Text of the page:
The compounds can be formulated in various forms, including solid and liquid forms, such as tablets, gel, syrup, powder, aerosol, etc.

The compositions of the preferred embodiments can contain physiologically acceptable diluents, fillers, lubricants, excipients, solvents, binders, stabilizers, and the like. Diluents that can be used in the compositions include but are not limited to dicalcium phosphate, calcium sulphate, lactose, cellulose, kaolin, mannitol, sodium chloride, dry starch, powdered sugar and for prolonged release tablet-hydroxy propyl methyl cellulose (HPMC). The binders that can be used in the compositions include but are not limited to starch, gelatin and fillers such as sucrose, glucose, dextrose and lactose.

Natural and synthetic gums that can be used in the compositions include but are not limited to sodium alginate, ghatti gum, carboxymethyl cellulose, methyl cellulose, polyvinyl pyrrolidone and veegum. Excipients that can be used in the compositions include but are not limited to microcrystalline cellulose, calcium sulfate, dicalcium phosphate, starch, magnesium stearate, lactose, and sucrose. Stabilizers that can be used include but are not limited to polysaccharides such as acacia, agar, alginic acid, guar gum and tragacanth, amphotsics such as gelatin and synthetic and semi-synthetic polymers such as carbomer resins, cellulose ethers and carboxymethyl chitin.

Solvents that can be used include but are not limited to Ringers solution, water, distilled water, dimethyl sulfoxide to 50% in water, propylene glycol (neat or in water), phosphate buffered saline, balanced salt solution, glycol and other conventional fluids.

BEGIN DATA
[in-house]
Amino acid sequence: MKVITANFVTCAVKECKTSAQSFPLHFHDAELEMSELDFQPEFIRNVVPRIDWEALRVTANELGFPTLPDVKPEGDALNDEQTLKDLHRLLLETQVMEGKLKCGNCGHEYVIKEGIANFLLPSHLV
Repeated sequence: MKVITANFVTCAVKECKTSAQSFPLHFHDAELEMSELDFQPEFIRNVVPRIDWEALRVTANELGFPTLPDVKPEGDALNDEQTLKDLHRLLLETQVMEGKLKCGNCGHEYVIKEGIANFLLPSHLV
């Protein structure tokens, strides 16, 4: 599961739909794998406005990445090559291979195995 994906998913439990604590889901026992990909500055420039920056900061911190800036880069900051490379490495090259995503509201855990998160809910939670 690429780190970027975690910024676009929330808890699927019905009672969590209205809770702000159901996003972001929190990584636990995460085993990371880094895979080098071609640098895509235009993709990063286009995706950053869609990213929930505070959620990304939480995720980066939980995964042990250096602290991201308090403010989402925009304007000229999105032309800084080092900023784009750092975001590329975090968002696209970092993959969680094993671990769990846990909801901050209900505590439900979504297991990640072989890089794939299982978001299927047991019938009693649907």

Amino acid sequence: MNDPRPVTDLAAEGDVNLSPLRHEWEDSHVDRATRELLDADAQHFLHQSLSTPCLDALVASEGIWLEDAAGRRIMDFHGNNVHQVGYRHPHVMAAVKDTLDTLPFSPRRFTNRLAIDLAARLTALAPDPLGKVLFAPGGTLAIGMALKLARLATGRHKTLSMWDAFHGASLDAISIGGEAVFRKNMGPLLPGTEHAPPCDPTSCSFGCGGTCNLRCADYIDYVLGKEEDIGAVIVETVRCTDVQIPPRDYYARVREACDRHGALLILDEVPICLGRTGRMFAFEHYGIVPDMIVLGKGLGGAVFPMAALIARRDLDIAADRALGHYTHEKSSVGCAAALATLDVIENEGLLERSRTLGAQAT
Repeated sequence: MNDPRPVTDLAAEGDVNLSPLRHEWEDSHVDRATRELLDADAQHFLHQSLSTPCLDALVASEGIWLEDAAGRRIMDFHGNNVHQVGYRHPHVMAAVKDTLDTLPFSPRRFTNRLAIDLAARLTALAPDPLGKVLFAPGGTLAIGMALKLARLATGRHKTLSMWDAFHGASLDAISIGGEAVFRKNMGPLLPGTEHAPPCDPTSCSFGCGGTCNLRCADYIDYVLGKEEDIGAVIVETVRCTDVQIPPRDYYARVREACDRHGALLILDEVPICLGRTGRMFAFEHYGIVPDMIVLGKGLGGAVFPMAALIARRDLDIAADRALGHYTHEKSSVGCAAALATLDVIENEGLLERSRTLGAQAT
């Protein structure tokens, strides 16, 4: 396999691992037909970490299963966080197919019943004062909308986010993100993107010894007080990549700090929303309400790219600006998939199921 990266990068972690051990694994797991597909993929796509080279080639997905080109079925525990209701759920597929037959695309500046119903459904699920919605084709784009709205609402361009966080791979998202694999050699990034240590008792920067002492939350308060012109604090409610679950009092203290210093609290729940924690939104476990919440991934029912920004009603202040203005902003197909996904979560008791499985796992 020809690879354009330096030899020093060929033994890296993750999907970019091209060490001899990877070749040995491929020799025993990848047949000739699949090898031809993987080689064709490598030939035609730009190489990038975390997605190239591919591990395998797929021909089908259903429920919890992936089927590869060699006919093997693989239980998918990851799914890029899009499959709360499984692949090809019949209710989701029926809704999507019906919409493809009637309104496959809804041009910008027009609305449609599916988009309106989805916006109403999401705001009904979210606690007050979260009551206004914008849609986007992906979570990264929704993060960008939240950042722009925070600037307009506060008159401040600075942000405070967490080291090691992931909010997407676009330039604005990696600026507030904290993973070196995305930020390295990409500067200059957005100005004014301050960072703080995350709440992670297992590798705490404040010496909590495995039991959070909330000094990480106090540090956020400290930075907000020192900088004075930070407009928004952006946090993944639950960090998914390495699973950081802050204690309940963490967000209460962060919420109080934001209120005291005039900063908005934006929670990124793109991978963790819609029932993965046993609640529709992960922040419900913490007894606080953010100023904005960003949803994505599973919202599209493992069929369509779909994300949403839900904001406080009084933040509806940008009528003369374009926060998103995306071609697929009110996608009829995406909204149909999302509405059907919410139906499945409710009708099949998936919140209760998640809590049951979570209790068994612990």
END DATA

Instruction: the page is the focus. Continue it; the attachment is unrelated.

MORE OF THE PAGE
The dosages and dosage regimen in which the compounds are administered will vary according to the dosage form, mode of administration, the condition being treated and particulars of the patient being treated. Accordingly, optimal therapeutic concentrations will be best determined at the time and place through routine experimentation.

The compounds in some embodiments can also be used enterally. Orally, the compounds according to the preferred embodiments are suitable administered at the rate of 100 μg to 100 mg per day per kg of body weight. Preferably, orally, the compounds according to the preferred embodiments are suitable administered at the rate of about 100, 150, 200, 250, 300, 350, 400, 450, or 500 μg to about 1, 5, 10, 25, 50, 75, 100 mg per day per kg of body weight. The required dose can be administered in one or more portions. For oral administration, suitable forms are, for example, tablets, gel, aerosols, pills, dragees, syrups, suspensions, emulsions, solutions, powders and granules; a preferred method of administration consists in using a suitable form containing from 1 mg to about 500 mg of active substance. Preferably, a method of administration consists in using a suitable form containing from about 1, 2, 5, 10, 25, or 50 mg to about 100, 200, 300, 400, 500 mg of active substance.